Archive for May, 2005

May 31, 2005: 7:27 pm: Uncategorized

Good PR isn’t an accident: it’s a matter of finding the right people to carry your best message to an audience that needs to hear it.

As much as we tout PR as an essential element of any campaign, there are times when the “silent support” can bite you in the hiney.

Take the situation brewing in Jefferson County, Alabama.

The county is already under fire for runaway sewer rates and unnecessary upgrades, and several members of the sewer department are under federal indictment for kickbacks. That’s the climate you need to understand the following:

A year ago, after a number of public miscues (and before the fraud charges) the county decided to contract with PR firms to help with messaging and strategy. Among other things, the firms are creating a media database, logging media hits, and publishing newsletters for neighborhoods.

Except now we find out those same firms may have been used to promote a referendum on a 1-cent sales tax increase — and paid with public funds to do so.


The county is in a real pickle, because there is a paper trail showing that the PR firms had started work on the project before any votes to proceed, and before the notion had gone public.

Oops oops.

Part two runs in Wednesday’ Birmingham Post-Herald — and I’ll keep plumbing this story for object lessons. (Such as, there are times as a PR practitioner that you need to recognize the potential for conflict of interest, and know that your mere presence could be a liability.)

Update: Part two of the series.

May 27, 2005: 7:55 am: Uncategorized

If rules govern the game, then meta-rules govern the rules.

If definitions describe words, then meta-definitions define definitions.

So what is “meta-publicity?” It’s any publicity one accrues not from the act of directly seeking publicity, but instead from merely starting to organize a campaign. This isn’t that alien a concept. Think of the headlines a politician gets from establishing an “exploratory committee.” Or even headlines about how much money has been raised/allocated to sway votes or public opinion or consumers.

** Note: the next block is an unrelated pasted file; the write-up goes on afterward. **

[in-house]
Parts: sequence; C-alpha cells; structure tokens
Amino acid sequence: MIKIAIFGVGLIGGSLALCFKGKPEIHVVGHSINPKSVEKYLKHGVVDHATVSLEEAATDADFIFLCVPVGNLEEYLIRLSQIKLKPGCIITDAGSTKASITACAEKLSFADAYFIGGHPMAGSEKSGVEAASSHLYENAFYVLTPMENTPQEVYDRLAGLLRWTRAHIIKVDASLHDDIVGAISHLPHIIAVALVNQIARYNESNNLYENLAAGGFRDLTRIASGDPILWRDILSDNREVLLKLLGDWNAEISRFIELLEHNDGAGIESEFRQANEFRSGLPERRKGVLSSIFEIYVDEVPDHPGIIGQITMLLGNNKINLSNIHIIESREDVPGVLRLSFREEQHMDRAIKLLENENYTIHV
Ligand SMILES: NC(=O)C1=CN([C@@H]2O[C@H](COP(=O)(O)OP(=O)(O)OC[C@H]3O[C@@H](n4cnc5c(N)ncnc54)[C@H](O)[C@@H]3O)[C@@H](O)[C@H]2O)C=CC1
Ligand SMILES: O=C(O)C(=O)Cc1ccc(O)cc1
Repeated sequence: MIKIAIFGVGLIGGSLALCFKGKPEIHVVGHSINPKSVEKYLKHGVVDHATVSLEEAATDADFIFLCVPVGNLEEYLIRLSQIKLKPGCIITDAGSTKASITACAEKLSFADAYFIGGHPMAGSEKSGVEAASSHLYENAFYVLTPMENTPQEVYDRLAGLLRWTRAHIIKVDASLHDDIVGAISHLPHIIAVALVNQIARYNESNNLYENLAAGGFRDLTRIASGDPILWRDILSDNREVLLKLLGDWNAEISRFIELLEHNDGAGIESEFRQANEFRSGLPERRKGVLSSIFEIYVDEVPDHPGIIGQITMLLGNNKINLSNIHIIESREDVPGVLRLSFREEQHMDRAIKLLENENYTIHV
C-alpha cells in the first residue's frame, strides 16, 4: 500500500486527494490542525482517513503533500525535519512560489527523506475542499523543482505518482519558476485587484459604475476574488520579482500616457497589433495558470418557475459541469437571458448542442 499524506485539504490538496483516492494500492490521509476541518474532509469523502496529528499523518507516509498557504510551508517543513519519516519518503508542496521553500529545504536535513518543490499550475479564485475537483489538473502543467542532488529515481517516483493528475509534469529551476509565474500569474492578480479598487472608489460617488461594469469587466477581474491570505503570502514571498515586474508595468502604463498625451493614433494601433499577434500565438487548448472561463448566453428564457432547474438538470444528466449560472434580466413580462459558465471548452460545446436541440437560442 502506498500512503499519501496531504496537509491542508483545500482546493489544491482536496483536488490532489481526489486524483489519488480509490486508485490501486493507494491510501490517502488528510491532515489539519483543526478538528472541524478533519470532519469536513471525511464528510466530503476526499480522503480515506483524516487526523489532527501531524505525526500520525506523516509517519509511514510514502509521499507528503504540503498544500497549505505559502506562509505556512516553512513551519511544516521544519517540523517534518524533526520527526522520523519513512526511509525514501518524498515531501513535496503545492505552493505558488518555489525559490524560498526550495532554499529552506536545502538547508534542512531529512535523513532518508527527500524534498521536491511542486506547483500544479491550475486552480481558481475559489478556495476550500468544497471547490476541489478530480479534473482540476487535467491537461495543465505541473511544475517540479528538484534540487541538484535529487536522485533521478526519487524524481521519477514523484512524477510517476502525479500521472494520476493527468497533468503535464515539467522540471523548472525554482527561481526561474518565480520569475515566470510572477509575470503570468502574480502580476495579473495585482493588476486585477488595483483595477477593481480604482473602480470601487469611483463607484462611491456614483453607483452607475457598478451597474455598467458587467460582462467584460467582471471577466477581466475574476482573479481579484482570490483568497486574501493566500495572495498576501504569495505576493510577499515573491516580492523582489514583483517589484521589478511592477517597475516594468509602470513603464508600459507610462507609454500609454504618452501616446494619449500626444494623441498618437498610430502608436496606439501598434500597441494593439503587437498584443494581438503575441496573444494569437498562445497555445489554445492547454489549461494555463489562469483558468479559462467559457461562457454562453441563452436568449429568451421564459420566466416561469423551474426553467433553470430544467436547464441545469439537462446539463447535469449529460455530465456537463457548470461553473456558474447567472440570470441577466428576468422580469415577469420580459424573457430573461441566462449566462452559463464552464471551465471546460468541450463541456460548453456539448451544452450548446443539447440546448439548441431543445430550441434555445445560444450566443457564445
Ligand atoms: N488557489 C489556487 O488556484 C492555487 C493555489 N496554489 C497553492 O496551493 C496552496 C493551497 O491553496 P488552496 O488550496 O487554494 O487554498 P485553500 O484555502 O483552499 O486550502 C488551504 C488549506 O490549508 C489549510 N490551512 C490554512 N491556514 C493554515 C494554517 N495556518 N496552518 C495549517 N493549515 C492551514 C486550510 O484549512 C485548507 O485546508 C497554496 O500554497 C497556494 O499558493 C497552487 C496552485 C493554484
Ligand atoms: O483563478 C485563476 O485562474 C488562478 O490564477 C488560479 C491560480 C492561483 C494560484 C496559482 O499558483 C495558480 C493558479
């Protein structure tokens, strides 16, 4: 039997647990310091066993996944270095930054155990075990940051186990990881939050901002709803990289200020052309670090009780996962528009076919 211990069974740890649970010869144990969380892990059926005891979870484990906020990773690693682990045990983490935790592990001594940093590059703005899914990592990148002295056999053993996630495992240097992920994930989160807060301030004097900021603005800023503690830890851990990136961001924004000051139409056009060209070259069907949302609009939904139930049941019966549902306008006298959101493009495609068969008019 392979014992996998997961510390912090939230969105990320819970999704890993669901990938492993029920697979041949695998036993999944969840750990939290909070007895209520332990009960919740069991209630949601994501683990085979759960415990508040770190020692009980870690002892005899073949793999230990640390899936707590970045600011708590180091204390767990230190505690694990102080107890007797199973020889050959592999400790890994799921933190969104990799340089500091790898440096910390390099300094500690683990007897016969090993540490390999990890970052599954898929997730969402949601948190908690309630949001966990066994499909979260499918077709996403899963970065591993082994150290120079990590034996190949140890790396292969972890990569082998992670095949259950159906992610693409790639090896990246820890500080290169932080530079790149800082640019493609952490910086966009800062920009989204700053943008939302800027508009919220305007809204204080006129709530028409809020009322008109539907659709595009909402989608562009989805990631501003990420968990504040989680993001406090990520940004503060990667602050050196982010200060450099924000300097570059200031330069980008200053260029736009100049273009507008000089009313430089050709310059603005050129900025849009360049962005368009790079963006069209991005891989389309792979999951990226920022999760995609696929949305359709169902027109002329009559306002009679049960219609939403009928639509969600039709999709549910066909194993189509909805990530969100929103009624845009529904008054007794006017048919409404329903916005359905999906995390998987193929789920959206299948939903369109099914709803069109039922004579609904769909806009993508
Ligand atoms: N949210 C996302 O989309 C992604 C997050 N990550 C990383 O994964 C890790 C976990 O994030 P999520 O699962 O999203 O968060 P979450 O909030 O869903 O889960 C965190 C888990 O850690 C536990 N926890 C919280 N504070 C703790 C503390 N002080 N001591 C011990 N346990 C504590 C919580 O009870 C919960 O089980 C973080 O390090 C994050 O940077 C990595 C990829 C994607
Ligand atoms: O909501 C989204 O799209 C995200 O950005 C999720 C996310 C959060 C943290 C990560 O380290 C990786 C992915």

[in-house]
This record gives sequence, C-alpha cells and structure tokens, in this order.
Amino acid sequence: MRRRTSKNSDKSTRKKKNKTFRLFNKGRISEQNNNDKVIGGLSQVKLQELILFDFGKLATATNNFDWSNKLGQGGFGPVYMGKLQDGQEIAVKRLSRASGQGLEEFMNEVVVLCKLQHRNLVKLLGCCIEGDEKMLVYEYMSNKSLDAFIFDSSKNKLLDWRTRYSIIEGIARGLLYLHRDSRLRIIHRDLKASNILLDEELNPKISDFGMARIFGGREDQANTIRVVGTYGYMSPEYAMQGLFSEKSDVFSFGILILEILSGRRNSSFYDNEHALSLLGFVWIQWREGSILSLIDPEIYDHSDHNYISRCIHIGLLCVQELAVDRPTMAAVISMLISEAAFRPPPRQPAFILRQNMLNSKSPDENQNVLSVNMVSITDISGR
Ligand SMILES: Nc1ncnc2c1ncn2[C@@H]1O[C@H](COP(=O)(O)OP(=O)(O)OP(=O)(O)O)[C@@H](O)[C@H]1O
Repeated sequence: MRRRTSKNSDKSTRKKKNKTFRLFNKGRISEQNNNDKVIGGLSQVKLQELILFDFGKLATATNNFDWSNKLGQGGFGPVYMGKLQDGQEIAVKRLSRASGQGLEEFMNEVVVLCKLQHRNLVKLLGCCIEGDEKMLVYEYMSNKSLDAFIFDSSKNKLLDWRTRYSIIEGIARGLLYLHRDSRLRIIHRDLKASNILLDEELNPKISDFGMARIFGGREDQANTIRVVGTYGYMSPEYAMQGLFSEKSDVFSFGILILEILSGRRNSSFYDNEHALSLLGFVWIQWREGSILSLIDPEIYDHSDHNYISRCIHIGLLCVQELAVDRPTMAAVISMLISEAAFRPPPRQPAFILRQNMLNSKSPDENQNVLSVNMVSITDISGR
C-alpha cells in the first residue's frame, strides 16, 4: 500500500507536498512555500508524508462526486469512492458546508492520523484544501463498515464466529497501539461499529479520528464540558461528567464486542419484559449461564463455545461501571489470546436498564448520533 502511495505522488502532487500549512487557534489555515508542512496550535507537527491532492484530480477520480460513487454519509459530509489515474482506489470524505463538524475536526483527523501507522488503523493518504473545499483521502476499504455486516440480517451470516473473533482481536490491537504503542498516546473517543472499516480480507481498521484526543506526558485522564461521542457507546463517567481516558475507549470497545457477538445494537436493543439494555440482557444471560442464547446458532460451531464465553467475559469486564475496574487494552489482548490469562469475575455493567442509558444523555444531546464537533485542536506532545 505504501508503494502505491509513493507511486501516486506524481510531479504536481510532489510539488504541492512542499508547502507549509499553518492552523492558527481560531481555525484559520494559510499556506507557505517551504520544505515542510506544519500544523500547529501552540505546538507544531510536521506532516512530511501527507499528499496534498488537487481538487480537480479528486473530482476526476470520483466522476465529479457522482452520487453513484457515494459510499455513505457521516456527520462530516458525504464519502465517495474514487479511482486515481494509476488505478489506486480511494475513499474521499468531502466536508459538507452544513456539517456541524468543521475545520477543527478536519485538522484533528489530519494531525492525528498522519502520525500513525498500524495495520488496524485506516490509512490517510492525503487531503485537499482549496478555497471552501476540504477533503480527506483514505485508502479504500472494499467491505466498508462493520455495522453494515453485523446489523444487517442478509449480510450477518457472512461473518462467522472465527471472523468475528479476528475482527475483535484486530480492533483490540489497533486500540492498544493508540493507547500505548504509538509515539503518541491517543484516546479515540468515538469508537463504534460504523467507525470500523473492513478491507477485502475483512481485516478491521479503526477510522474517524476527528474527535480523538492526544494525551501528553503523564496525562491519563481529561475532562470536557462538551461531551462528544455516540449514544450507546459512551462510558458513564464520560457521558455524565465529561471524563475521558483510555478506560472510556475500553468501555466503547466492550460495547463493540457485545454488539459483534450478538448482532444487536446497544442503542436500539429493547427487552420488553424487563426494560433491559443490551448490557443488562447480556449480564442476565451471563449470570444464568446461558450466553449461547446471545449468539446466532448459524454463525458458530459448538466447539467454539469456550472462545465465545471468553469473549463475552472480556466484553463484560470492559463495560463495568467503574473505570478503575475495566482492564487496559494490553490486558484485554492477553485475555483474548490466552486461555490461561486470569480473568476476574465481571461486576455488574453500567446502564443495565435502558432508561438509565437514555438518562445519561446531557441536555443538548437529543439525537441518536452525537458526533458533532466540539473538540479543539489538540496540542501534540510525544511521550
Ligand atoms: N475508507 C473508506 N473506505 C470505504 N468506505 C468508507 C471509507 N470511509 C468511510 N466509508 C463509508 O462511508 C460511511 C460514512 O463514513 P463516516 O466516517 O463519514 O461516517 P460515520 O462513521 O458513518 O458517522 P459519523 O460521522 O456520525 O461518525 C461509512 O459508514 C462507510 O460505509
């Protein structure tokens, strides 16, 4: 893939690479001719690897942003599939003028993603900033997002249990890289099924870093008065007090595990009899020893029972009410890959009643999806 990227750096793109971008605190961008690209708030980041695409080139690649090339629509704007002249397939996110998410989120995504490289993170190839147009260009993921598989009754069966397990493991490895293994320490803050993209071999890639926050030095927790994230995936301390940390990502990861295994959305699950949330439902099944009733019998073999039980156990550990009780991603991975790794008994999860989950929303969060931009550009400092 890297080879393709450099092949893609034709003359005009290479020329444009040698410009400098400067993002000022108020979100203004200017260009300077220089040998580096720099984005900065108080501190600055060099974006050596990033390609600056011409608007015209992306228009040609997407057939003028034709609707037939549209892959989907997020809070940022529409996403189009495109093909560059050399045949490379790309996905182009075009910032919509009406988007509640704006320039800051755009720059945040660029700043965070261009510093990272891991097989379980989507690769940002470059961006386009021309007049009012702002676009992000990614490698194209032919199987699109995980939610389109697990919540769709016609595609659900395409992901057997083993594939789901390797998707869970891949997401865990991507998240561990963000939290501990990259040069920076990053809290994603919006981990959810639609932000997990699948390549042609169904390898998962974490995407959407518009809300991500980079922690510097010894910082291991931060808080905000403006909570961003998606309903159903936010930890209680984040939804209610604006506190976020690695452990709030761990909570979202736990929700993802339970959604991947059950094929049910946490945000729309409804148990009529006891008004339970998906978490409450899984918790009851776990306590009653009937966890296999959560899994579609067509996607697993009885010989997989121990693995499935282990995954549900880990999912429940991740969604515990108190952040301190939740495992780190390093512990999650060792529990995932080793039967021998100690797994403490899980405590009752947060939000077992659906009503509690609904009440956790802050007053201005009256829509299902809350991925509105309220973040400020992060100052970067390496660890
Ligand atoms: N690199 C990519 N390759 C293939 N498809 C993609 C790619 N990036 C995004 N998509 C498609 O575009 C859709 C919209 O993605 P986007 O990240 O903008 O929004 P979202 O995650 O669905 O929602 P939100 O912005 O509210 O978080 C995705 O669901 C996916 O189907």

There’s a bit of gamesmanship in trying to ride meta-publicity for maximum effect. There’s even a big risk in the political arena, where allowing your opponents to disparage your efforts can be as bad as tipping your hand too early.

I got to thinking about this as I stumbled upon the most brazen and well-executed case of meta-publicity I’ve ever seen: A Main Street music festival in Rogers, Arkansas, got a big write-up in the local paper… for getting its first-ever Public Relations Intern.

“This is not running errands and getting coffee,” Wolf said of the new intern’s position.

Most interns feel great about writing a press release or two — this guy got placement before he even officially joined the team! Talk about results!

Working on the public relations needs for this year’s festival is exciting, Conley said, but added that he’s also receiving a couple of credit hours for the internship. He’s a public relations major who will be a senior this fall.

“This is the kind of environment I want to work in,” Conley said. Working in public relations for a worthwhile nonprofit organization, such as Main Street Rogers, can be particularly fulfilling, he said.

Conley just went to work this week, but Wolf said she’s already had him design an advertisement thanking supporters of Main Street’s golf tournament earlier this month. He’s also starting to work on advertisements for the festival, she said.

Yeah — this all sounds really silly. “Small-town rubes with nothing better to put in the newspaper.”

Truth be told, it’s really no sillier than all of the mainstream media fawning over anything with the word “blog” in it. (There is nothing magical about the word — which really isn’t a word at all, but instead is a headless portmanteau.) Blogs aren’t a panacea, and they aren’t the best thing since pre-fab de-crusted peanut-butter sandwiches for the lazy picky eater.

Blogs are a tool. And nothing more.

Although a lot of people are going to get burned by trying to “allocate resource matrices” and “leverage communications synergies” by adding a damned blog to the company site. Blogs are a great way of being heard and getting feedback, but you have to have something to say.

Don’t get sucked into the meta-publicity of blogging. The fact that your company is starting one up won’t be newsworthy for long. Unless you post some crazy things that get you the wrong flavor of publicity.